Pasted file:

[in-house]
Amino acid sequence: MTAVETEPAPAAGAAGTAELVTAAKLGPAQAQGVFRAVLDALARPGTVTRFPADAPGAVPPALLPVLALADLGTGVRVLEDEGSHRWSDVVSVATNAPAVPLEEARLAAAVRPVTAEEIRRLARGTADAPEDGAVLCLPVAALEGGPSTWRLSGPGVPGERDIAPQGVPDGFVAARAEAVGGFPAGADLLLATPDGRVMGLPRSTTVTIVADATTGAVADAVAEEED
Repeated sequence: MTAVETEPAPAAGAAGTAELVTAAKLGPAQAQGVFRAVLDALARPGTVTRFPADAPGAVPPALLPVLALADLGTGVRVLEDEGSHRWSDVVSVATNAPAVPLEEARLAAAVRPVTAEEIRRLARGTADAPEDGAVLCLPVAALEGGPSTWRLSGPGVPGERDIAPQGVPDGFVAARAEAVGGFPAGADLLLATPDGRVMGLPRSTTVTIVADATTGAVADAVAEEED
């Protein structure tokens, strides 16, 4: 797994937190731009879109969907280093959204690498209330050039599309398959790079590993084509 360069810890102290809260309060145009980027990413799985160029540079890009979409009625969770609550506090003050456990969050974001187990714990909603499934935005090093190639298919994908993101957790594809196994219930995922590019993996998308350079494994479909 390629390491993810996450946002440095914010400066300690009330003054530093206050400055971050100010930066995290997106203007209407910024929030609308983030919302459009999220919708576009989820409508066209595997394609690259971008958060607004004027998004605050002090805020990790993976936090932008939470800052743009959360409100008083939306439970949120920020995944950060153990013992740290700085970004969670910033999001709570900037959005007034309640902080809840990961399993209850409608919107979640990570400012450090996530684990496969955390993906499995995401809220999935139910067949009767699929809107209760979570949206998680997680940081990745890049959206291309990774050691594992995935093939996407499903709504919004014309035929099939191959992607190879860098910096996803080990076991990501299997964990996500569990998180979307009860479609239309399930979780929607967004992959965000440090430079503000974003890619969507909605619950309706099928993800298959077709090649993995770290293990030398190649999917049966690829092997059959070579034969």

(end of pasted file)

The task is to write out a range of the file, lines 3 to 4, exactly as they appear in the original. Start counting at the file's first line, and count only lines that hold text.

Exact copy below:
Repeated sequence: MTAVETEPAPAAGAAGTAELVTAAKLGPAQAQGVFRAVLDALARPGTVTRFPADAPGAVPPALLPVLALADLGTGVRVLEDEGSHRWSDVVSVATNAPAVPLEEARLAAAVRPVTAEEIRRLARGTADAPEDGAVLCLPVAALEGGPSTWRLSGPGVPGERDIAPQGVPDGFVAARAEAVGGFPAGADLLLATPDGRVMGLPRSTTVTIVADATTGAVADAVAEEED
């Protein structure tokens, strides 16, 4: 797994937190731009879109969907280093959204690498209330050039599309398959790079590993084509 360069810890102290809260309060145009980027990413799985160029540079890009979409009625969770609550506090003050456990969050974001187990714990909603499934935005090093190639298919994908993101957790594809196994219930995922590019993996998308350079494994479909 390629390491993810996450946002440095914010400066300690009330003054530093206050400055971050100010930066995290997106203007209407910024929030609308983030919302459009999220919708576009989820409508066209595997394609690259971008958060607004004027998004605050002090805020990790993976936090932008939470800052743009959360409100008083939306439970949120920020995944950060153990013992740290700085970004969670910033999001709570900037959005007034309640902080809840990961399993209850409608919107979640990570400012450090996530684990496969955390993906499995995401809220999935139910067949009767699929809107209760979570949206998680997680940081990745890049959206291309990774050691594992995935093939996407499903709504919004014309035929099939191959992607190879860098910096996803080990076991990501299997964990996500569990998180979307009860479609239309399930979780929607967004992959965000440090430079503000974003890619969507909605619950309706099928993800298959077709090649993995770290293990030398190649999917049966690829092997059959070579034969």